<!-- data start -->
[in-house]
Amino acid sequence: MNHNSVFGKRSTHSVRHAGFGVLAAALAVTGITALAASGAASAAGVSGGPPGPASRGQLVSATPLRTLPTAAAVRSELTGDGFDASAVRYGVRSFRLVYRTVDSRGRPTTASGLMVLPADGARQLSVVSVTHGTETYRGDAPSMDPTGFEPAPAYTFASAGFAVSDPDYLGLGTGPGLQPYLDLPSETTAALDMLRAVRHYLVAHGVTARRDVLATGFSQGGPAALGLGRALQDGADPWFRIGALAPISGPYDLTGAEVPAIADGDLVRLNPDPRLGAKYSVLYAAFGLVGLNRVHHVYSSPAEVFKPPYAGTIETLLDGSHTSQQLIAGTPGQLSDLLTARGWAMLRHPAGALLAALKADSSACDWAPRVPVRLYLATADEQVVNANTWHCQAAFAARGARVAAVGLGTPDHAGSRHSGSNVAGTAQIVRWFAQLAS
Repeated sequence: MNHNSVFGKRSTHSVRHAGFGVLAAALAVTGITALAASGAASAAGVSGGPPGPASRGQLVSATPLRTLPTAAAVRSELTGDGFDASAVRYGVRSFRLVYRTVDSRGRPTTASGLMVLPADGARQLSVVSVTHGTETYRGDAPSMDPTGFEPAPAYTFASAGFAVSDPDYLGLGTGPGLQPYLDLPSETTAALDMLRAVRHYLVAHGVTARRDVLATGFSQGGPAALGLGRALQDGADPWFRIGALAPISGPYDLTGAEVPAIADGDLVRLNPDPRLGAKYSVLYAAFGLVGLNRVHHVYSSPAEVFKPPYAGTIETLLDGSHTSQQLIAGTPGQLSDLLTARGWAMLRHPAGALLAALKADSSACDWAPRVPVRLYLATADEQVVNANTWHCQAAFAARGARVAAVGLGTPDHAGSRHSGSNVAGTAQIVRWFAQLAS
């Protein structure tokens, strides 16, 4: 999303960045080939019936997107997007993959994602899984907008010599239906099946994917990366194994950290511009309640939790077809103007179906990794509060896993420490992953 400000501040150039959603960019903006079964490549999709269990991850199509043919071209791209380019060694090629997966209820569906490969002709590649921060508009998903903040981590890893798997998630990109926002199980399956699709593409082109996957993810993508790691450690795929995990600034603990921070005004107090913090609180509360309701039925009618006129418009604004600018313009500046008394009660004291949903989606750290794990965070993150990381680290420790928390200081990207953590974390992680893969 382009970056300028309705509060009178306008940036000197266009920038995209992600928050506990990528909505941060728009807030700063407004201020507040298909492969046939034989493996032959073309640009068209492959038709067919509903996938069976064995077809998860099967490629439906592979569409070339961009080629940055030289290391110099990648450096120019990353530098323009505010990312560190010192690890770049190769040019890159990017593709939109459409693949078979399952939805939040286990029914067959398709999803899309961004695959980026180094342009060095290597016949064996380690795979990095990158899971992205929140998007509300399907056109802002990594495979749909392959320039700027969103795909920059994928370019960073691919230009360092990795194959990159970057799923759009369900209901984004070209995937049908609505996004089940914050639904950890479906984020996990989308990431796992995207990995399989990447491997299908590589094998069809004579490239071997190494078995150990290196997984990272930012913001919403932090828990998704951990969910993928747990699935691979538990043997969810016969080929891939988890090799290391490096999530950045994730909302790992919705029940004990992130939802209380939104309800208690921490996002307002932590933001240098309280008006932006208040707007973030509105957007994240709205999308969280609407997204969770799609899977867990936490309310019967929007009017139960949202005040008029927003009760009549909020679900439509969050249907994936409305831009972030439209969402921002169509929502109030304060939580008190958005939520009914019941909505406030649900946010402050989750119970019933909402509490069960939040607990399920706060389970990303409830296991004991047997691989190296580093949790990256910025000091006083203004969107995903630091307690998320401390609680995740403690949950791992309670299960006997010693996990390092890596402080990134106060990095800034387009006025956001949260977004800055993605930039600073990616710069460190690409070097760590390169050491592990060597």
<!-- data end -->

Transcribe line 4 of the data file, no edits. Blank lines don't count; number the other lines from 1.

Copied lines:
């Protein structure tokens, strides 16, 4: 999303960045080939019936997107997007993959994602899984907008010599239906099946994917990366194994950290511009309640939790077809103007179906990794509060896993420490992953 400000501040150039959603960019903006079964490549999709269990991850199509043919071209791209380019060694090629997966209820569906490969002709590649921060508009998903903040981590890893798997998630990109926002199980399956699709593409082109996957993810993508790691450690795929995990600034603990921070005004107090913090609180509360309701039925009618006129418009604004600018313009500046008394009660004291949903989606750290794990965070993150990381680290420790928390200081990207953590974390992680893969 382009970056300028309705509060009178306008940036000197266009920038995209992600928050506990990528909505941060728009807030700063407004201020507040298909492969046939034989493996032959073309640009068209492959038709067919509903996938069976064995077809998860099967490629439906592979569409070339961009080629940055030289290391110099990648450096120019990353530098323009505010990312560190010192690890770049190769040019890159990017593709939109459409693949078979399952939805939040286990029914067959398709999803899309961004695959980026180094342009060095290597016949064996380690795979990095990158899971992205929140998007509300399907056109802002990594495979749909392959320039700027969103795909920059994928370019960073691919230009360092990795194959990159970057799923759009369900209901984004070209995937049908609505996004089940914050639904950890479906984020996990989308990431796992995207990995399989990447491997299908590589094998069809004579490239071997190494078995150990290196997984990272930012913001919403932090828990998704951990969910993928747990699935691979538990043997969810016969080929891939988890090799290391490096999530950045994730909302790992919705029940004990992130939802209380939104309800208690921490996002307002932590933001240098309280008006932006208040707007973030509105957007994240709205999308969280609407997204969770799609899977867990936490309310019967929007009017139960949202005040008029927003009760009549909020679900439509969050249907994936409305831009972030439209969402921002169509929502109030304060939580008190958005939520009914019941909505406030649900946010402050989750119970019933909402509490069960939040607990399920706060389970990303409830296991004991047997691989190296580093949790990256910025000091006083203004969107995903630091307690998320401390609680995740403690949950791992309670299960006997010693996990390092890596402080990134106060990095800034387009006025956001949260977004800055993605930039600073990616710069460190690409070097760590390169050491592990060597």